And that right there is the full extent of my knowledge of football lingo.
It looked like Cryptic was headed for the final frontier when Atari abruptly dumped the floundering MMO studio this past spring. Star Trek Online and Champions Online players were thrown into a state of panic for two weeks, until Perfect World announced that it would be acquiring Cryptic and all of its properties.
Since then, STO has announced its transition to free-to-play -- no doubt influenced by its new F2P-loving landlords -- and Neverwinter was sent back to the drawing board to be fleshed out into a full-fledged MMO.
It was a shock, to say the least, when news of Star Wars Galaxies' impending shutdown hit the Massively offices. Tears and curses were shed, Jef spent the entire day pronouncing something called "woe" on LucasArts, and the MMO industry as we knew it was about to change.
Following the announcement were six long months of goodbyes, retrospectives, and -- oddly enough -- atmospheric flight. Because why not? Shortly after its Star Wars MMO brother began its early access, SWG slipped silently into a maintenance mode from which it would never rouse.
As 2011's BlizzCon approached, millions of WoW loyalists wondered how their almighty Blizzard overlords would be answering the looming threat of The Old Republic. The answer was not exactly what anyone was expecting. "Pandas!" Blizzard exclaimed. "Monk Pandas! Also, Pokemon! And you'll eat it all, mister, if you know what's good for you!"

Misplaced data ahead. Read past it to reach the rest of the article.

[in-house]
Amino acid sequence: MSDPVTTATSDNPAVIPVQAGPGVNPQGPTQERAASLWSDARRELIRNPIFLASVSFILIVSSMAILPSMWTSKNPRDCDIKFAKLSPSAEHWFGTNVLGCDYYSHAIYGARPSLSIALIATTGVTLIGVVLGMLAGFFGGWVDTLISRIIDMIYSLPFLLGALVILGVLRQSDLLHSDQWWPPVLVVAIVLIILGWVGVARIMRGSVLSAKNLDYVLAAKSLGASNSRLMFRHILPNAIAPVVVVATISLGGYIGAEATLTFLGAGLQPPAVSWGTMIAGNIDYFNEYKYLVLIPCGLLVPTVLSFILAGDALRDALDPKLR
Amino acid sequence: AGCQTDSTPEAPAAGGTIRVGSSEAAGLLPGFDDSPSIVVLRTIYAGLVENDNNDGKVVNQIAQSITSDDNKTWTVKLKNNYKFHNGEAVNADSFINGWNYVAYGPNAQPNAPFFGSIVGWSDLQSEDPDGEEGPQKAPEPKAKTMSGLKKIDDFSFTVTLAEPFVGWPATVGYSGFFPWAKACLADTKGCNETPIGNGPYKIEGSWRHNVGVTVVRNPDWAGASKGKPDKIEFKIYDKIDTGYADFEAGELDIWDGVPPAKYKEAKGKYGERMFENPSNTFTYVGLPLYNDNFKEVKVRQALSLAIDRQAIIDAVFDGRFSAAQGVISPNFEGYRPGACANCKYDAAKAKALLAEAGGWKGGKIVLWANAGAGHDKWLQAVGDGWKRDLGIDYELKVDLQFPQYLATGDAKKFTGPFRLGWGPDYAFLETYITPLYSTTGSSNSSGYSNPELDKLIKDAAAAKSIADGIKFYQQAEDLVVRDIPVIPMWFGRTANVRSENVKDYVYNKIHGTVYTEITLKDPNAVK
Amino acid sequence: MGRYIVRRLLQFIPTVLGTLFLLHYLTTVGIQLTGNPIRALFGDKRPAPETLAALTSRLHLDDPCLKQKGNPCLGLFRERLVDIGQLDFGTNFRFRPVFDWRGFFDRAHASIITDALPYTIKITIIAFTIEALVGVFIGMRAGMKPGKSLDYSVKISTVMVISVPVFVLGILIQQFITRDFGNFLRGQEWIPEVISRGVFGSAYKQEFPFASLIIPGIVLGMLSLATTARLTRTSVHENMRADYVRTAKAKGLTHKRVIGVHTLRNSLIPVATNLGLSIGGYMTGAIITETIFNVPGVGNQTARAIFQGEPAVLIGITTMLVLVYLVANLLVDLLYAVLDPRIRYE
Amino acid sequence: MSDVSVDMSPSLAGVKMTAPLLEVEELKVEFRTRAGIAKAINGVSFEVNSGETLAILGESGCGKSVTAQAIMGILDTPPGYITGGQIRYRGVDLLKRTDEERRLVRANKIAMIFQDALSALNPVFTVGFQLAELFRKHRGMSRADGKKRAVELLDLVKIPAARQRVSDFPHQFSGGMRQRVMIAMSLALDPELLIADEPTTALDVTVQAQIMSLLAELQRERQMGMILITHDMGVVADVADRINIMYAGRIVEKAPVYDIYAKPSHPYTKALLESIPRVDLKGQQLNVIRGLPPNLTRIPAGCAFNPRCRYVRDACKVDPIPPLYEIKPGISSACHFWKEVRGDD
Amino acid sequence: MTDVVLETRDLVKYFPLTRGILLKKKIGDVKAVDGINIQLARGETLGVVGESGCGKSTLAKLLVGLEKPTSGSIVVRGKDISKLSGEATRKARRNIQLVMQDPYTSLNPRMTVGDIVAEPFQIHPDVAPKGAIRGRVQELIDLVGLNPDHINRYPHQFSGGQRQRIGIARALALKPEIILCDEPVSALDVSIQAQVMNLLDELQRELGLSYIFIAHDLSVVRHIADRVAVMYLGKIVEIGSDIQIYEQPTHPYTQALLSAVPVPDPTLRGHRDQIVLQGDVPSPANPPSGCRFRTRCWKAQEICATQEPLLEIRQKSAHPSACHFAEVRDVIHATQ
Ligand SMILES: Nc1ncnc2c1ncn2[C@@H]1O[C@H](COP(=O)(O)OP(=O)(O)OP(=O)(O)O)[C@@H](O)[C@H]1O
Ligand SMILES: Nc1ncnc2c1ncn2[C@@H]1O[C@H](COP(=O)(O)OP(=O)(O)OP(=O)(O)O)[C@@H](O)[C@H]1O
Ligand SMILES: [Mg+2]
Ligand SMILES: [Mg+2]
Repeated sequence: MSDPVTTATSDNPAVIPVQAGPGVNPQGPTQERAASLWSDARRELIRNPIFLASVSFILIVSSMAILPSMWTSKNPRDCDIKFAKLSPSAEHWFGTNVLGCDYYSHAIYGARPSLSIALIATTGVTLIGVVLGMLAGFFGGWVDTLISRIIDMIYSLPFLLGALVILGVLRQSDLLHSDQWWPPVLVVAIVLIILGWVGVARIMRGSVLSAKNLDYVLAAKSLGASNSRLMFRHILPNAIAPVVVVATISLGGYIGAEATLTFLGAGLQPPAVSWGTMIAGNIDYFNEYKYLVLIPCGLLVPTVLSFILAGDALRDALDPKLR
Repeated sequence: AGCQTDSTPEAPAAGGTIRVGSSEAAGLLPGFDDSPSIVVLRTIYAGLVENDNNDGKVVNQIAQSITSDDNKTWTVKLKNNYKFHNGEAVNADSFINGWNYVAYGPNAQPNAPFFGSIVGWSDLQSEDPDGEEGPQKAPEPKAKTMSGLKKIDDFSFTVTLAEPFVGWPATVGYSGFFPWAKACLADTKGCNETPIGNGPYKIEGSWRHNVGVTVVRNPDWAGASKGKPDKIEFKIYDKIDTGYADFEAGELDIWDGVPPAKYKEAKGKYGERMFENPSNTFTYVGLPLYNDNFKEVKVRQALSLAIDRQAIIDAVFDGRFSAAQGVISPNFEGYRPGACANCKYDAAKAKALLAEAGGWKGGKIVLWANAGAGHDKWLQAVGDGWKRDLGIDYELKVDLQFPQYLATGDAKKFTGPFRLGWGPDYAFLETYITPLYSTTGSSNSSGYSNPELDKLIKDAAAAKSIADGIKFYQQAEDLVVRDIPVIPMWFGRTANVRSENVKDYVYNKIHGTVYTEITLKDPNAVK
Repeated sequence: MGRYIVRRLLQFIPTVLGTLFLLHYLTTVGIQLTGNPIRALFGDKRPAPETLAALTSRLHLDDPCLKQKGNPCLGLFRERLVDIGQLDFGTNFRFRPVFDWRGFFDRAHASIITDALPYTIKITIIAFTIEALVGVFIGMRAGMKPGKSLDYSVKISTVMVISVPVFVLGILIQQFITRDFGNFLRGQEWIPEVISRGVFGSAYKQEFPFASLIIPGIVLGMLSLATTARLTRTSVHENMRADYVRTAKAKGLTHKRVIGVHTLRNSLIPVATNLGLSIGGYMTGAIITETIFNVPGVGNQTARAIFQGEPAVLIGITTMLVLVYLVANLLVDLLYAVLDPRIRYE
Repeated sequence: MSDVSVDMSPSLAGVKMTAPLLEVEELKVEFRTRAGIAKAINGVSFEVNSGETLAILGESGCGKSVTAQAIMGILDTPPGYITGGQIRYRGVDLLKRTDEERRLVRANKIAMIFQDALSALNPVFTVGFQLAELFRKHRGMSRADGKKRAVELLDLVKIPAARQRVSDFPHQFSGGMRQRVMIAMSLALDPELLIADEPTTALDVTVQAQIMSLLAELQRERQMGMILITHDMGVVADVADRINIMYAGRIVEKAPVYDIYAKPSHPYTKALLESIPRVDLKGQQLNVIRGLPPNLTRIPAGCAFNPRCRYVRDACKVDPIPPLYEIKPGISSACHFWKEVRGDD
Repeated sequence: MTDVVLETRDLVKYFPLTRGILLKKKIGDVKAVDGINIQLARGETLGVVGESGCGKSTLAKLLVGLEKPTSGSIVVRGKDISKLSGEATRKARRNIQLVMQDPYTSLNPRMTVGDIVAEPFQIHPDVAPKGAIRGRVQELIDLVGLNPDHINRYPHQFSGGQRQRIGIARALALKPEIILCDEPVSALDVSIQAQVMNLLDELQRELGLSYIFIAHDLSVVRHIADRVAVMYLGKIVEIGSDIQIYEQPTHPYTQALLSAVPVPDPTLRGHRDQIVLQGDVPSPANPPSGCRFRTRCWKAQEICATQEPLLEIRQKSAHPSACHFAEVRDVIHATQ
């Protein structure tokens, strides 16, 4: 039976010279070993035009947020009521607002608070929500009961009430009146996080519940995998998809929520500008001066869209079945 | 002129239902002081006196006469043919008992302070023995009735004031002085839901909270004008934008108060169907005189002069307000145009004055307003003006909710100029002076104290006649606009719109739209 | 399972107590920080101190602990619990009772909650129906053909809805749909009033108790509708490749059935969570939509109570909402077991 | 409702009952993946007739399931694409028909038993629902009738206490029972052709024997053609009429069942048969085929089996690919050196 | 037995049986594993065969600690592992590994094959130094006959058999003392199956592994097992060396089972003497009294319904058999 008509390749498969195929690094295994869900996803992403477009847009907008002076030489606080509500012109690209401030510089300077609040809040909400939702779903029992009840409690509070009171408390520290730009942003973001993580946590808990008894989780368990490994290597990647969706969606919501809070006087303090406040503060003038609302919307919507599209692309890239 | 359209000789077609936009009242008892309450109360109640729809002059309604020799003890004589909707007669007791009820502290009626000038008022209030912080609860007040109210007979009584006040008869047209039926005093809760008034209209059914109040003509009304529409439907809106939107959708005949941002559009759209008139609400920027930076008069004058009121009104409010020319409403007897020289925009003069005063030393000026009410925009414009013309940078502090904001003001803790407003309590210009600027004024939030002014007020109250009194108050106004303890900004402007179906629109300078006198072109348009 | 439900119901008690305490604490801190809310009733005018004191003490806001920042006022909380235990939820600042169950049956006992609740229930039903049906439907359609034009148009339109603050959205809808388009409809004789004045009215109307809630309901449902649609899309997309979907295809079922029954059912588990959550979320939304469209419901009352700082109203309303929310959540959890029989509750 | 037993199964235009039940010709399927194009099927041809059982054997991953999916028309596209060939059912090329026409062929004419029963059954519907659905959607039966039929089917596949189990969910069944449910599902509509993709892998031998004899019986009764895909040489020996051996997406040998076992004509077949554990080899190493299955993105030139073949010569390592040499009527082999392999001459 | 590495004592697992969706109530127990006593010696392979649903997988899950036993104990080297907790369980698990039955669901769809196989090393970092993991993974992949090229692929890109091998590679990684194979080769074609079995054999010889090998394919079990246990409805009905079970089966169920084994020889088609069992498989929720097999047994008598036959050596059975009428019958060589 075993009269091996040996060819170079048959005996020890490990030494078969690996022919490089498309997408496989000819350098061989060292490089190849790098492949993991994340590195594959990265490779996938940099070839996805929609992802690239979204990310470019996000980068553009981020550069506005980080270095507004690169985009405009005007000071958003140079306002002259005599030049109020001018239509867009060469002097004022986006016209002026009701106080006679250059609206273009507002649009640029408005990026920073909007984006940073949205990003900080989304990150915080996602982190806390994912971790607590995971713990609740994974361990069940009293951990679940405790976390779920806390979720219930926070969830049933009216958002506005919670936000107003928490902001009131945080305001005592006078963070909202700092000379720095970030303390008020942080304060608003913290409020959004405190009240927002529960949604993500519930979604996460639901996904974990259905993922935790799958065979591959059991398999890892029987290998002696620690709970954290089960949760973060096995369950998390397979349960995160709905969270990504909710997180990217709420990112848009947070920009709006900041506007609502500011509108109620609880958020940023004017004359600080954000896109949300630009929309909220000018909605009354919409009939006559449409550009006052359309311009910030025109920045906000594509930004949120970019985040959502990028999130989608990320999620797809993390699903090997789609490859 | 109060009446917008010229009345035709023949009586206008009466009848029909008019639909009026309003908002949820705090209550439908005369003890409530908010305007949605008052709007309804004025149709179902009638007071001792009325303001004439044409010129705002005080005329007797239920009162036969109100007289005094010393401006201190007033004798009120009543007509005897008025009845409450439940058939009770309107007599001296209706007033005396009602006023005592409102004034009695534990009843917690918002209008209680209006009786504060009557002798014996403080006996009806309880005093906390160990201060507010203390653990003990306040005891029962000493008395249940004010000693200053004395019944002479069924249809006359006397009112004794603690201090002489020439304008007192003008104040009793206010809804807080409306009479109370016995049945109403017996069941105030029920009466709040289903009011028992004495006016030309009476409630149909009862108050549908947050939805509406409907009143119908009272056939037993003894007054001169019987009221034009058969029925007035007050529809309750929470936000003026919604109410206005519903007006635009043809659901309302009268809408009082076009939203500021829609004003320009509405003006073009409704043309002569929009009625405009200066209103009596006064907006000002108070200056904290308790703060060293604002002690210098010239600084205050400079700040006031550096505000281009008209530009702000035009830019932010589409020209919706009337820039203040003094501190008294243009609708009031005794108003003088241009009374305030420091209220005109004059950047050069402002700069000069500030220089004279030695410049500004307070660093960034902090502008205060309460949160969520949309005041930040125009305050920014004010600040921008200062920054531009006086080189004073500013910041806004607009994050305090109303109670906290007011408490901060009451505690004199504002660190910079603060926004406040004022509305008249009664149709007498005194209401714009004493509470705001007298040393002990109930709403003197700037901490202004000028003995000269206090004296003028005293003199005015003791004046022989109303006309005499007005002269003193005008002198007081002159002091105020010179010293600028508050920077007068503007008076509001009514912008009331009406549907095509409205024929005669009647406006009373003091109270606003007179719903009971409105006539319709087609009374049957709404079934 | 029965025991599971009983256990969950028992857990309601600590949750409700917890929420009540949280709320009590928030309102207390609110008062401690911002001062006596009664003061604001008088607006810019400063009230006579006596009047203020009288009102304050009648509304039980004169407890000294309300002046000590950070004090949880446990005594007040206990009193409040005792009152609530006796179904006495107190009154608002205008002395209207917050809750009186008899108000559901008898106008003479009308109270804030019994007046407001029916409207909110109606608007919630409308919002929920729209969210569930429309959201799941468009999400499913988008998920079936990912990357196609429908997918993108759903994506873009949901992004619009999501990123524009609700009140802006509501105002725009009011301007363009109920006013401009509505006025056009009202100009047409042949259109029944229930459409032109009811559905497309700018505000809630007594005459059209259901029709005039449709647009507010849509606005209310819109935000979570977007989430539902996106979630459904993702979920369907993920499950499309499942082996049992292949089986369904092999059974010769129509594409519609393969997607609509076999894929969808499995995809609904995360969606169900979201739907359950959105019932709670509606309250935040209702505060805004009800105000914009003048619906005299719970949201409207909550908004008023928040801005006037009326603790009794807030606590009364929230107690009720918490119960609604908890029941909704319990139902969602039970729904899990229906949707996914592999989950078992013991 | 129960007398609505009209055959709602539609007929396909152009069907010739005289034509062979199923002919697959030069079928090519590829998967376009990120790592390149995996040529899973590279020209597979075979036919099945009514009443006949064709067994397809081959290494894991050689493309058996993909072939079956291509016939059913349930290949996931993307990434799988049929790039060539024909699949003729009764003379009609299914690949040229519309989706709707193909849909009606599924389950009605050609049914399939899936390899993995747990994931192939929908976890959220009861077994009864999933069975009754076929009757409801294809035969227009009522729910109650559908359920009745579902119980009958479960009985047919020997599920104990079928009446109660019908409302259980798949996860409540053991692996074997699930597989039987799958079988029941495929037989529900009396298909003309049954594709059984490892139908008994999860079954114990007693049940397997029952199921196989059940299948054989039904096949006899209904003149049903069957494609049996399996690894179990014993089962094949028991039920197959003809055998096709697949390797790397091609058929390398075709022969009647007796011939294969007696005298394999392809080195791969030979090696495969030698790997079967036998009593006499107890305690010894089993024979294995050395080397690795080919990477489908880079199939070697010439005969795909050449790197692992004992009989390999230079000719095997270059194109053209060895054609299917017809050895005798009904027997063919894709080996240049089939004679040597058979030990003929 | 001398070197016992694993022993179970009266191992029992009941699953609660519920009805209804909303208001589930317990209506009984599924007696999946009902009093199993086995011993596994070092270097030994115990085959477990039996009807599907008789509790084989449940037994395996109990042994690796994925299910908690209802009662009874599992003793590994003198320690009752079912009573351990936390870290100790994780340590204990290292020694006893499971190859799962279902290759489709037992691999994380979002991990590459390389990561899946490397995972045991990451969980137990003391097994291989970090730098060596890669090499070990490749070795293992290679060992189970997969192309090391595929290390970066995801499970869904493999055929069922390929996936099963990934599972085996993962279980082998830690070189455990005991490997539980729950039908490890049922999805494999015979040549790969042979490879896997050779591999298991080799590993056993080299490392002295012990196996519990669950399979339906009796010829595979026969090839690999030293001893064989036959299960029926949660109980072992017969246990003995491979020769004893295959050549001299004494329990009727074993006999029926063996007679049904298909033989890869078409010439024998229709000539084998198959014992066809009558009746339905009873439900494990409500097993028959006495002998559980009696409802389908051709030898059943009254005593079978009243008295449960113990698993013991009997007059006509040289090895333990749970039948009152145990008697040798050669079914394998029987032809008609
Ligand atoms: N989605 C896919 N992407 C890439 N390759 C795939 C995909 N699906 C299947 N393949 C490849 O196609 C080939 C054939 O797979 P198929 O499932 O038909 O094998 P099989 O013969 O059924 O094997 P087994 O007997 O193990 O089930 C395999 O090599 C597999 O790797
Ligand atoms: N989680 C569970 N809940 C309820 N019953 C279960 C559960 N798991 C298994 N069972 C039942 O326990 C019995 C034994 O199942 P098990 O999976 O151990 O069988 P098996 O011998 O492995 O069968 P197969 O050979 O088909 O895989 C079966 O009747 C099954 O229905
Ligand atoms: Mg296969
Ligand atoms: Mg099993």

Cue an unstoppable wave of Kung Fu Panda jokes. They're irresistable.
RIFT launches and soars
For many, RIFT seemed to come out of nowhere to become the headline of the first half of 2011. Despite accusations of being yet another WoW clone, RIFT sucked in more than a million players, produced a smooth launch, and became the golden child of the year. Trion Worlds made a name for itself with both a solid product and its incredibly fast-paced rollout of meaty content updates (which continue to this day).
Newer games weren't the only ones making the front-page news this year, and Dark Age of Camelot proved that this with its astounding 10th anniversary. It's hard to believe that it's been 10 years since the title's 2001 launch, but DAoC's blend of PvP and realm pride have given this title legs beyond many of its competitors.
Why is this on the list? Three reasons.
First of all, the graphic that Jagex made for its Bot Nuking Day has to be one of my favorite PR pieces ever. Second, it's rare to see a company outright declare war on a sizable segment of its playerbase knowing that it would cost the company a loss of revenue even though it was the right thing to do. Third, for those suffering from the bot-infested game, it must've sent them cheering for a straight week to see the cheaters nuked to hell and back.
Honorable Mentions: League of Legends tops 11.5 million active players, EverQuest opens progression servers, Hangame MMO accidentally deleted and shut down forever, SOE closes offices and cancels The Agency
Justin "Syp" Olivetti enjoys counting up to ten, a feat that he considers the apex of his career. If you'd like to learn how to count as well, check out The Perfect Ten. You can contact him via email at firstname.lastname@example.org or through his gaming blog, Bio Break.